South-South Champions: Mr. Norimasa Shimomura, Resident Representative, UNDP Indonesia
“The fastest developing countries of the South have the latest technology and the latest methodologies. These are cutting edge solutions for attainment of the SDGs. We need to sincerely appreciate and exploit this new order. We also seriously need to invest in learning on good practices and lessons learned from the ongoing South-South cooperation. It is crucial that we actually build on the past lessons and success!” (Mr. Norimasa Shimomura, 2021)
In your work in Indonesia, why do you think South-South cooperation matters?
Mr. Shimomura considers it very valuable to harness the power of South-South and triangular cooperation within UNDP given that it is a large knowledge entity and a network. “UNDP has prioritized South-South and triangular Cooperation (SSTC) for decades as a means of knowledge sharing and to assist countries working with other countries to develop further,’’ said Mr. Shimomura. “South-South cooperation is, in a sense, a universal approach that has been recognized for quite some time. Its value has not changed in the past decades. That is how I see the value of South-South cooperation.’’
Mr. Shimomura believes thatIndonesia is still facing some challengesand has many things to learn from other countries but has much to offer. “Indonesia has accumulated a wealth of expertise and experience that it is willing to share with other countries’’, he said emphasizing that Indonesia aspires to be a bigger and better citizen of the international community. Therefore, for Indonesia, South-South cooperation does matter and is embedded in its international development cooperation framework.
‘’The value of Indonesia is to bridge and connect. Indonesia has the trust of other countries since the Bandung Conference in 1955. As Indonesia becomes a voice in G20, it is in an excellent position to represent the pragmatic interests of developing countries’’, he added.
Could you please give examples of your work with South-South cooperation or triangular cooperation? Are there any South-South cooperation projects that you are particularly proud of?
Mr. Shimomura gave three examples:
Establishment of Indonesian Agency for International Development: UNDP supported the establishment of the Indonesian Agency for International Development (Indo-Aid). He notes that the challenges he saw in Indonesia were very similar to Kazakhstan’s challenges when they established their own Aid Agency. UNDP has been working closely with the Ministry of Foreign Affairs in Indonesia towards a strategy for future assistance or cooperation through Indo-AID. Indonesia has allocated almost USD 800 million towards an endowment which generates income for its ODA. The mechanism and strategy are in place; however, implementation mechanisms need to be put in place. “Opportunities for collaboration with the UN and international organizations for financial assistance are abundant,” he said.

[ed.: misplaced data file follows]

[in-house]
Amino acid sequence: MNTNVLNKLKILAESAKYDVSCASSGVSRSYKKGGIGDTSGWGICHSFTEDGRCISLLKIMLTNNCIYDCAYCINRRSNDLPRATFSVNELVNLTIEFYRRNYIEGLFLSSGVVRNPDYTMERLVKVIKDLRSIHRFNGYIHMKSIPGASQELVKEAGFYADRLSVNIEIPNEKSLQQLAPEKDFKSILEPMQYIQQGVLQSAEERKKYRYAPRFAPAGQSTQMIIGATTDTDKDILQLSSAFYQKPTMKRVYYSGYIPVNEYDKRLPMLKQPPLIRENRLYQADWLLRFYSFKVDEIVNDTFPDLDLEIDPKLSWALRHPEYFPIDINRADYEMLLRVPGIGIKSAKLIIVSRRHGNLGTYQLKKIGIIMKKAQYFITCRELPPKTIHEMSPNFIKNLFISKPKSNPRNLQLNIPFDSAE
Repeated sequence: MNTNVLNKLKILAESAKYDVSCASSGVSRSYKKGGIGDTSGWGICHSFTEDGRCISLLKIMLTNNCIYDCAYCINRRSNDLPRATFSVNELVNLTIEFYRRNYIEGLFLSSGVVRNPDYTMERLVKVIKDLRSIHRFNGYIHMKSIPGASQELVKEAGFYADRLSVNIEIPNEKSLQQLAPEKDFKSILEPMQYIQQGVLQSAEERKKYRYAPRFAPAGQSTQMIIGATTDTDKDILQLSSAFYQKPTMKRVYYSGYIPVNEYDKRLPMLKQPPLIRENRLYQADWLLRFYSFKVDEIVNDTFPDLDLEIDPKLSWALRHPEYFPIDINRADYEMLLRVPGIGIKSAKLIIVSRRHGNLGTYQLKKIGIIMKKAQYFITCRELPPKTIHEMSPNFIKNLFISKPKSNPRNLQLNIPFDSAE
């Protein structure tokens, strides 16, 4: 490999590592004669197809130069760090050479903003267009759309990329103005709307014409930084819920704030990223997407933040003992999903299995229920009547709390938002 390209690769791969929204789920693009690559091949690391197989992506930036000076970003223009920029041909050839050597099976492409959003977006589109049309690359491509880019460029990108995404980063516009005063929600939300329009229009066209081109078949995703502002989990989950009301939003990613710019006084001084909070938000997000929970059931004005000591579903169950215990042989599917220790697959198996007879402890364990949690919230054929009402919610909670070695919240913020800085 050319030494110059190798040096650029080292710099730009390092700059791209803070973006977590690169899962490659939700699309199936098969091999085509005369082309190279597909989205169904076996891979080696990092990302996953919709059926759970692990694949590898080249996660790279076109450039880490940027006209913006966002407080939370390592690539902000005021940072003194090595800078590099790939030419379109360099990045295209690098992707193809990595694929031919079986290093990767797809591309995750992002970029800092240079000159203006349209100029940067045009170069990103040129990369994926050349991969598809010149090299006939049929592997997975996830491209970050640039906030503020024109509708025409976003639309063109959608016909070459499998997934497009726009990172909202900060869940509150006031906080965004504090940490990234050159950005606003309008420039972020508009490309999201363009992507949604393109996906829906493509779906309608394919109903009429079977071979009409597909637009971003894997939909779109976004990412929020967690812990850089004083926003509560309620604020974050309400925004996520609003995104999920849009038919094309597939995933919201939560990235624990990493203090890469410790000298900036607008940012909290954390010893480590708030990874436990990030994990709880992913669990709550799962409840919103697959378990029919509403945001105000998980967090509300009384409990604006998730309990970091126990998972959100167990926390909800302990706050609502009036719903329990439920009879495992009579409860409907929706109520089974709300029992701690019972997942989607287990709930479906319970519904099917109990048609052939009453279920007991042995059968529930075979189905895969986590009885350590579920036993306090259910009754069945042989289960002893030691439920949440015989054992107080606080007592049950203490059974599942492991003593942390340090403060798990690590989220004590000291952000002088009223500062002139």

UNDP coordination with the Coordinating Ministry for Maritime Affairs and Investment of Indonesia: UNDP Resident Representative and the Coordinating Minister for Maritime and Investment Affairs co-chair the Archipelagic and Island State (AIS) Forum which focuses on cooperation on the blue economy, joint maritime research on ocean-based climate solutions and blue financing. UNDP hosts the Secretariat. Mr. Shimomura called it “a great initiative with over 25 participating archipelagic and island countries from around the world”. Some of the participating countries are Timor-Leste, Singapore, Maldives, Japan, Sri Lanka, Ireland and the Philippines. He suggested that an institution like the AIS Forum could evolve into a delivery mechanism for Indonesia’s future assistance and cooperation.